Abstract: The main macroeconomic challenges at the early stages of Vietnam¡¯s economic reforms were related to stability and growth. The main achievements of Doi Moi are also related to the success in meeting these two challenges: Vietnam has managed to combine high growth with reasonable price stability since the early 1990s. However, meeting these challenges has become more difficult over time as new challenges have emerged. In the mid-1990s, economic structure and external balance entered the policy debate. In the late 1990s, the Asian crisis created further problems. In recent years, issues related to social and regional development gaps and investment quality have become important policy objectives. At the same time, it is clear that the instruments for economic policy making have changed. While the challenges of the early 1990s could be handled with various direct interventions like credit ceilings and quantitative trade restrictions, indirect instruments for macroeconomic management are gradually becoming more important. For instance, the choice of exchange rate regime is becoming much more important than in the past. This paper summarizes Vietnam¡¯s macroeconomic development, and illustrates some of the alternative approaches to macroeconomic management in an increasingly internationalized and deregulated environment by recounting some experiences from Swedish macroeconomic management during the past three decades.
    Keywords: Vietnam; internationalization; macroeconomic management; growth; stability
    JEL: E60 F40 O11
    Date: 2007–06–01
  16. By: Yi-Hui Chiang; Yiming Li; Chih-Young Hung
    Abstract: In this work, we for the first time study the dynamic flows of the foreign direct investment (FDI) with a dynamic growth theory. We define the FDI flow as a process which transmits throughout a given social system by way of diverse communication channels. In model formulation, seven assumptions are thus proposed and the foreign capital policy of the host country is considered as an external influence; in addition, the investment policy of the investing country is modeled as an internal influence. Classification of influences is mainly according to the operational strategy as well as the consideration of economical/financial factors. The dynamic model of FDI flow is a differential equation which is solved numerically and verified with collected realistic data. Application of the developed model to explore, taking the electronics industry in Taiwan as an example, Taiwanese direct investment (TDI) in China (i.e. FDI flows from Taiwan to China) since 2001 is conducted. Our preliminary results successfully account for the dynamics of FDI flow for different amount of TDI outflows. It is found that the internal influence dominates the growth of TDI flow from Taiwan to China during 2001-2006.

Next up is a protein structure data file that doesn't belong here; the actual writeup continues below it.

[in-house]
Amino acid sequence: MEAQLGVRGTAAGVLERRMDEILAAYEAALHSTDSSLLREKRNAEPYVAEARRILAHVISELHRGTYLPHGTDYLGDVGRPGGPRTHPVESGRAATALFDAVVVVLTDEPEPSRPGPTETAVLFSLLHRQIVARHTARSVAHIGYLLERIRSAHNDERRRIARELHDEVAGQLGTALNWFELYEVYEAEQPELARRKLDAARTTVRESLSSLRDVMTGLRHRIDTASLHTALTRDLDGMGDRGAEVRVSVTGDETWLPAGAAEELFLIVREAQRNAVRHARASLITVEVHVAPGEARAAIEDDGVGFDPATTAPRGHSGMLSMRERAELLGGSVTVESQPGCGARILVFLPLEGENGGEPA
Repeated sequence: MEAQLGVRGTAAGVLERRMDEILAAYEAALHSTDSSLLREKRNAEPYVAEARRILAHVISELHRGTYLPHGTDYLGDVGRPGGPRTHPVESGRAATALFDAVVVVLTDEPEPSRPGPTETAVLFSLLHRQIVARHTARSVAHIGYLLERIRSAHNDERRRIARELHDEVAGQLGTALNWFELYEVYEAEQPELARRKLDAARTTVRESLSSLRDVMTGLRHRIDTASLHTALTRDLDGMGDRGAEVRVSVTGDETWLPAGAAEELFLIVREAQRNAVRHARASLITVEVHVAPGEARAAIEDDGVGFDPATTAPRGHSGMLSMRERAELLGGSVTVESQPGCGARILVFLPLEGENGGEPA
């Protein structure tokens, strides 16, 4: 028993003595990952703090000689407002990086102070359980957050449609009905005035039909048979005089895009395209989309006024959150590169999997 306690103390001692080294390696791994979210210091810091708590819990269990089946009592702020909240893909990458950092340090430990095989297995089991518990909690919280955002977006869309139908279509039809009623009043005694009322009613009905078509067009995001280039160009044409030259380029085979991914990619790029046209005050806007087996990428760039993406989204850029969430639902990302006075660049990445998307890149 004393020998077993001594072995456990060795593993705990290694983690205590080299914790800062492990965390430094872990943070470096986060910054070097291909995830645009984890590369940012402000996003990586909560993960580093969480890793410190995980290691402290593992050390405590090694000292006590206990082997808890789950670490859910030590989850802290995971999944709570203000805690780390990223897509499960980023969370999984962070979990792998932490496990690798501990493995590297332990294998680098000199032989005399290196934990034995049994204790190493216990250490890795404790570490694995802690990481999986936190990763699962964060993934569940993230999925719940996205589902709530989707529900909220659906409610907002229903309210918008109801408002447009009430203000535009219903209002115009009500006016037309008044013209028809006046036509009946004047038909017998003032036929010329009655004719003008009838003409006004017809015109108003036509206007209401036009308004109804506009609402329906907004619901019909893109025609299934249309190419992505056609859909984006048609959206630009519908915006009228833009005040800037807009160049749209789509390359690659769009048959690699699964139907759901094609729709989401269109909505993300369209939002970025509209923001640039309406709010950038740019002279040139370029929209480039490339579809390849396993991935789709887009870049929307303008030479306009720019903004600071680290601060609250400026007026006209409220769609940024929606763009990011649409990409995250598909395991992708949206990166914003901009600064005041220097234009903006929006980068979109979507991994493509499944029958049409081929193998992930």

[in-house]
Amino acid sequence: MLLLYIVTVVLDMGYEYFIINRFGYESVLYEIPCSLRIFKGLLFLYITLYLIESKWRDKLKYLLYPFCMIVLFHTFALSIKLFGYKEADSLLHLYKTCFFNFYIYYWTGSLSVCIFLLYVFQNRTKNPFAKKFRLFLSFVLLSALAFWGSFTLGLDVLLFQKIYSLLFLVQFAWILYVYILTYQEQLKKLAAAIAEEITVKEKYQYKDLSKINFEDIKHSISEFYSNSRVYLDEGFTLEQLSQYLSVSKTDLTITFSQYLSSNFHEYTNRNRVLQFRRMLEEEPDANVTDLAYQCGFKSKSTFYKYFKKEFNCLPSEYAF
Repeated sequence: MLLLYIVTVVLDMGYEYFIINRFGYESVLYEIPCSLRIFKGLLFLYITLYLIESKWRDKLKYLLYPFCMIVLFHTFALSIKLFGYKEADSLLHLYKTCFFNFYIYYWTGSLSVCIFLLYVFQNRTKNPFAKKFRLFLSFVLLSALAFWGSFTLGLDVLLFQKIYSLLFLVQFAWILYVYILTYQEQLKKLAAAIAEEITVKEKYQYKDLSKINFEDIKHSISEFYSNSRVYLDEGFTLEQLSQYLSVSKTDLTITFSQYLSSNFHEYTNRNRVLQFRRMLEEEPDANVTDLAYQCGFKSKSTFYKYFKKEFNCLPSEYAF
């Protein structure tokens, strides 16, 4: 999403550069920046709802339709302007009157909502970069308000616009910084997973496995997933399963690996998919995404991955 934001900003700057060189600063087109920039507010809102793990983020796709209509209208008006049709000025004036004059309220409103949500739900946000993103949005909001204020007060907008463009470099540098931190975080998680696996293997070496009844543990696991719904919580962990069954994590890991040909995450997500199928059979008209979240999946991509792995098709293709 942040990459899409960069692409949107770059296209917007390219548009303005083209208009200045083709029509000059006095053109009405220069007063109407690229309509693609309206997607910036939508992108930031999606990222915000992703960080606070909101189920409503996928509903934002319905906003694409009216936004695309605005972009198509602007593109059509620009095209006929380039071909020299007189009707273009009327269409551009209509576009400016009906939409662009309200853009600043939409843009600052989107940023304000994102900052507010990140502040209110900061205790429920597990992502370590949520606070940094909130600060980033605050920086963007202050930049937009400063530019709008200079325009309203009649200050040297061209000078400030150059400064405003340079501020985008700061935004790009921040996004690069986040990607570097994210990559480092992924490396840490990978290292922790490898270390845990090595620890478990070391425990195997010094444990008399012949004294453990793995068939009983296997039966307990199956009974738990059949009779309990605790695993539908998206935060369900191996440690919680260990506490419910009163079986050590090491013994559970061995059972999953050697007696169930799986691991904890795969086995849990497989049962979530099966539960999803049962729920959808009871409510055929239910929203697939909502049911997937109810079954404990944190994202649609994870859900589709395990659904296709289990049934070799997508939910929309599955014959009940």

Keywords: Foreign direct investment, dynamic flow theory, growth model, and numerical simulation
    Date: 2007–06
  17. By: Forsberg, Le Thanh (European Institute of Japanese Studies); Kokko, Ari (European Institute of Japanese Studies)
    Abstract: Although it remains a one-party state, Vietnam has become one of the most popular host countries for multilateral and bilateral aid donors during the past decade. Vietnam¡¯s popularity is largely explained by the fact that it perceived as a good aid recipient, and it has often been identified as a ¡°best practice¡± example of how a government can manage external aid and own its development agenda. The purpose of this paper is to discuss the roots of Vietnam¡¯s strong ownership and to examine how the relations between the state and the donor community have influenced Vietnamese development planning. The first part of the paper highlights the uneven relation with the Soviet Union during the 1970s and 1980s as an explanation for the present ambitions to avoid dependence on foreign partners. The second part outlines the institutional setup for development planning that was created to match the existing institutions for central planning during the 1990s. The third part discusses the ongoing changes in the role of the state and in the institutional setup for development planning. The process of change is illustrated using the Comprehensive Poverty Reduction and Growth Strategy as an example. The paper concludes that donors have contributed both directly and indirectly to the changes in the Vietnamese model of economic planning, and that the donor community has to some extent taken on the roles played by civil society and a political opposition in parliamentary democracies.
    Keywords: Vietnam; development planning; ODA
    JEL: O19 O21 P21
    Date: 2007–06–01